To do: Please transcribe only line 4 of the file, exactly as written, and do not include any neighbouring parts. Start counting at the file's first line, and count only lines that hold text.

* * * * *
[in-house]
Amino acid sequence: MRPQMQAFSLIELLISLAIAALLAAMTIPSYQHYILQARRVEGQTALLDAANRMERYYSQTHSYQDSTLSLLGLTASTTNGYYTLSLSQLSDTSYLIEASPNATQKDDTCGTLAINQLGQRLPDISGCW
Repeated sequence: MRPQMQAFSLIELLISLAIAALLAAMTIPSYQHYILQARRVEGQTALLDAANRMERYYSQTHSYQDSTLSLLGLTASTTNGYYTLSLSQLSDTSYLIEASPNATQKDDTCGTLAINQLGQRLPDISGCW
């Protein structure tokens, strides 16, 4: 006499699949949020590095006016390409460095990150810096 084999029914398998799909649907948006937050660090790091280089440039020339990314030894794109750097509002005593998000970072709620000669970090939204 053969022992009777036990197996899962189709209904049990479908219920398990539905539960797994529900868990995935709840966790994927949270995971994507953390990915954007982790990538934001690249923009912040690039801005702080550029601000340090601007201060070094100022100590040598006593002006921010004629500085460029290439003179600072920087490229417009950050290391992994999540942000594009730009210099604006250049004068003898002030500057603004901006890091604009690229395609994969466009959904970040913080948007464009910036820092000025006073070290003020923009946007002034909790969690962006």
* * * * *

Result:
């Protein structure tokens, strides 16, 4: 006499699949949020590095006016390409460095990150810096 084999029914398998799909649907948006937050660090790091280089440039020339990314030894794109750097509002005593998000970072709620000669970090939204 053969022992009777036990197996899962189709209904049990479908219920398990539905539960797994529900868990995935709840966790994927949270995971994507953390990915954007982790990538934001690249923009912040690039801005702080550029601000340090601007201060070094100022100590040598006593002006921010004629500085460029290439003179600072920087490229417009950050290391992994999540942000594009730009210099604006250049004068003898002030500057603004901006890091604009690229395609994969466009959904970040913080948007464009910036820092000025006073070290003020923009946007002034909790969690962006």